Last Sunday, following somewhat vague directions from two gringo friends, we caught the early car ferry and headed off to Cancun to explore the Sunday market. Holy cow, it's huge. The market takes place only on Sundays, starting early in the morning, and ending around two in the afternoon. It is located at the western end of Lopez Portillo Avenue in Cancun near one of the many Chedraui Grocery Stores, and across the street from the bright orange building of a company called Arcelor Mittal. Lawrie and I, plus Richard and Linda wandered up and down a mere handful of the dozens of streets encompassing the marketplace.
We were quickly engulfed in dense crowds of shoppers shuffling past countless tiny impromptu stores, with merchants shouting out inducements to buy their wares. It reminded me of market day in a French village!
We meandered past stalls displaying eggs in flats of 30, piled on a table, unrefrigerated as is the custom here in Mexico, Europe, and South American countries. The reasoning is that the people typically operate on a fundamental just-in-time principal for food purchases and eggs are better at room temperature for baking and cooking. You can purchase one/two/three eggs and since home refrigerators are so small, or nonexistent most people do not buy more eggs than what they need for the next meal. In some stores, you can buy eggs that were laid that day.
|Dog kibble and eggs for sale|
These eggs are not date stamped with a "Fresh Before" date that we see in our manufacturing plant-style eggs that roll off the assembly lines and are trucked to the major North American cities for distribution. The difference in taste between a just-laid egg, and a long-distance-market-egg is amazing, with bright yellow, firm yolks that hold their shape in the frying pan. Maybe marketplaces like this are the origin of "Buy Fresh Eat Fresh" slogan that marketing gurus like to take credit for inventing.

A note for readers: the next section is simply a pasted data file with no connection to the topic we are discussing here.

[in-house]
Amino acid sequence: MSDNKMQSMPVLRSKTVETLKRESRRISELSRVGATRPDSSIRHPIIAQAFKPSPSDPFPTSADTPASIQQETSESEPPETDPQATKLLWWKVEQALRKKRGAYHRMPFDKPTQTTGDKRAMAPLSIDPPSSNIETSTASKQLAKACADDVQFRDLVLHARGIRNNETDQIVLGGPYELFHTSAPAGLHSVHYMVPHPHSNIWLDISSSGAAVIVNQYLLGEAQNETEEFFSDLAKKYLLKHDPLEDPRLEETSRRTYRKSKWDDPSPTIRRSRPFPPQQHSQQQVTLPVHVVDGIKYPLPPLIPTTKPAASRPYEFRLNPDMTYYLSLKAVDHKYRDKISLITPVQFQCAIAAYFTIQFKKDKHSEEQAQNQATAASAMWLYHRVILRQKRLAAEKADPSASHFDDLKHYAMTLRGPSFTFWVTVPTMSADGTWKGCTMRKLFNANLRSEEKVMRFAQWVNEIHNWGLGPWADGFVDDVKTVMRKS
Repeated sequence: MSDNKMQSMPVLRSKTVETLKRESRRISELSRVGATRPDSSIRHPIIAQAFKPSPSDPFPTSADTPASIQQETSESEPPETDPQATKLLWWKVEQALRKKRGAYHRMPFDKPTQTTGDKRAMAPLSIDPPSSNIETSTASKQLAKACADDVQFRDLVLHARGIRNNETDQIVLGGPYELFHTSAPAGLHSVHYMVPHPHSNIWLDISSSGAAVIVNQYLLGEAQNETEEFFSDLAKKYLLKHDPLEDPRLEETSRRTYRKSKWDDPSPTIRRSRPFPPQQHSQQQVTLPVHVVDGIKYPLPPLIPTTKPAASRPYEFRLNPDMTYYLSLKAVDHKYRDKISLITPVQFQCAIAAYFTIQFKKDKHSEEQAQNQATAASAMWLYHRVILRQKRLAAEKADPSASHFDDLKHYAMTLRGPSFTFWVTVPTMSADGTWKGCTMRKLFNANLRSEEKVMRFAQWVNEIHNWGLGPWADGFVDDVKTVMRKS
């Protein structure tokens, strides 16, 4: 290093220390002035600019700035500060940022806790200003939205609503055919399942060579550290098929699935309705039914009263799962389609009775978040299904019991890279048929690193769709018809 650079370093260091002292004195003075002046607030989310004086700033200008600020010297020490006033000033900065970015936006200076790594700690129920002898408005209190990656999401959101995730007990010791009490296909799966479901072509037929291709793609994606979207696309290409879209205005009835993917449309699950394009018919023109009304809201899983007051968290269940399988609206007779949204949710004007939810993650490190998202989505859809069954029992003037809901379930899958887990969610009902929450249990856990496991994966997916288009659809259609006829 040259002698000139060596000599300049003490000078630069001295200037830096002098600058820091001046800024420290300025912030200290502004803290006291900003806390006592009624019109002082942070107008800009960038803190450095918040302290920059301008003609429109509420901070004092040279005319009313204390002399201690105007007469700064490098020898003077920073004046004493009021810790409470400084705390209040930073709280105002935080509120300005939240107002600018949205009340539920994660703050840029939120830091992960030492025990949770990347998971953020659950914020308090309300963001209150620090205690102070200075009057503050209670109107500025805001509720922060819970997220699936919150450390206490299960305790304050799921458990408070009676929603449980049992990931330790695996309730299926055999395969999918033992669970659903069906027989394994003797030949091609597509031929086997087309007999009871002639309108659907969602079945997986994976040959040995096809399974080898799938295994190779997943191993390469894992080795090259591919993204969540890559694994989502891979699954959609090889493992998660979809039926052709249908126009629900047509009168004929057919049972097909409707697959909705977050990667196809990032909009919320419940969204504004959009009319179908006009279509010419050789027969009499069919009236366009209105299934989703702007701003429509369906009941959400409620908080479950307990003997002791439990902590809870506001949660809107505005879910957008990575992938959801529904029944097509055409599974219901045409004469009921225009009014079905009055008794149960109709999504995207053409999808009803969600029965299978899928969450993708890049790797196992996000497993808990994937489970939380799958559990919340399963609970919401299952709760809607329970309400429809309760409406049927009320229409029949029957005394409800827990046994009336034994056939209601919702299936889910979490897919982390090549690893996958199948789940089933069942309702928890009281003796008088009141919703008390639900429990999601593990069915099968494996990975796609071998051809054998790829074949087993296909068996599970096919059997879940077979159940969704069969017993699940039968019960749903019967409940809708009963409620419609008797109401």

|One of many stalls selling fresh fish|
Other market stalls offered a variety of fresh fish, likely caught the previous night by the large boats that we see in the evenings, fishing just east of our island. A number of stalls sold small plastic sacks of dry dog food, scooped from the fifty-pound bags, enough to feed the family dog for a day or two. Keeping open pet food around longer than that is like putting out the welcome mat for cockroaches and their extended families to set up housekeeping.
In between the numerous stalls are tiny restaurants of three or four tables, cooking wonderfully aromatic meals. The big challenge is there are no public washrooms anywhere in this vast area of private homes and impromptu stores - but for about 30 cents, a number of the home owners will let you use their bathrooms. Just keep an eye out for the signage.
Everything imaginable is available for purchase from new and used auto parts, hand-made furniture, fresh flowers, fresh produce, very provocative lingerie in a variety of colours and sizes, shampoo, toys and live chickens. (Er, no thanks! I like fresh, but not that fresh. I'm the person who can't look lobsters in the eye when I see them contained in restaurant display tanks, awaiting their fate.)
|Flowers and furniture!|
We'll return on another Sunday.
There is lots more to see.